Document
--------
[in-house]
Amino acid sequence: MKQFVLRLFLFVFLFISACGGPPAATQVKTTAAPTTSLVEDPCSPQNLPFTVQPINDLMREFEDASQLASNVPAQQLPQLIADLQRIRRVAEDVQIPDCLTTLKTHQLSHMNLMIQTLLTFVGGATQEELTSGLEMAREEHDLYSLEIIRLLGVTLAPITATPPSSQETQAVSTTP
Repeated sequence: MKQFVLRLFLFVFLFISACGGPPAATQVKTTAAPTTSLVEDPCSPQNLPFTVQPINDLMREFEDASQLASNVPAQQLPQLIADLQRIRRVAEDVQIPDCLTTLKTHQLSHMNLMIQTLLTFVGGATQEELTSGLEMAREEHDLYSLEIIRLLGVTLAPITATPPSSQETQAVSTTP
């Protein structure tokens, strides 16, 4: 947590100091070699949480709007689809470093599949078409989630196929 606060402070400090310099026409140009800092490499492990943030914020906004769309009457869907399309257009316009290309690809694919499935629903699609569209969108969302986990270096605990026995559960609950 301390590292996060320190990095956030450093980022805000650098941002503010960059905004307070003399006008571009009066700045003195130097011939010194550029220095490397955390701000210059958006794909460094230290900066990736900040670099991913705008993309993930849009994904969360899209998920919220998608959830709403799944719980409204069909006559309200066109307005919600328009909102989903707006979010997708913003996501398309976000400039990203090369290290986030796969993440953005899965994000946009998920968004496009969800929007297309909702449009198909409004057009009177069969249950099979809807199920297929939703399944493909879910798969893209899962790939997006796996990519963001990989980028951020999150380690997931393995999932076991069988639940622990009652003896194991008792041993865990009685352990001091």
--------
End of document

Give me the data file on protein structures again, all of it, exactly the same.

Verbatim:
[in-house]
Amino acid sequence: MKQFVLRLFLFVFLFISACGGPPAATQVKTTAAPTTSLVEDPCSPQNLPFTVQPINDLMREFEDASQLASNVPAQQLPQLIADLQRIRRVAEDVQIPDCLTTLKTHQLSHMNLMIQTLLTFVGGATQEELTSGLEMAREEHDLYSLEIIRLLGVTLAPITATPPSSQETQAVSTTP
Repeated sequence: MKQFVLRLFLFVFLFISACGGPPAATQVKTTAAPTTSLVEDPCSPQNLPFTVQPINDLMREFEDASQLASNVPAQQLPQLIADLQRIRRVAEDVQIPDCLTTLKTHQLSHMNLMIQTLLTFVGGATQEELTSGLEMAREEHDLYSLEIIRLLGVTLAPITATPPSSQETQAVSTTP
């Protein structure tokens, strides 16, 4: 947590100091070699949480709007689809470093599949078409989630196929 606060402070400090310099026409140009800092490499492990943030914020906004769309009457869907399309257009316009290309690809694919499935629903699609569209969108969302986990270096605990026995559960609950 301390590292996060320190990095956030450093980022805000650098941002503010960059905004307070003399006008571009009066700045003195130097011939010194550029220095490397955390701000210059958006794909460094230290900066990736900040670099991913705008993309993930849009994904969360899209998920919220998608959830709403799944719980409204069909006559309200066109307005919600328009909102989903707006979010997708913003996501398309976000400039990203090369290290986030796969993440953005899965994000946009998920968004496009969800929007297309909702449009198909409004057009009177069969249950099979809807199920297929939703399944493909879910798969893209899962790939997006796996990519963001990989980028951020999150380690997931393995999932076991069988639940622990009652003896194991008792041993865990009685352990001091």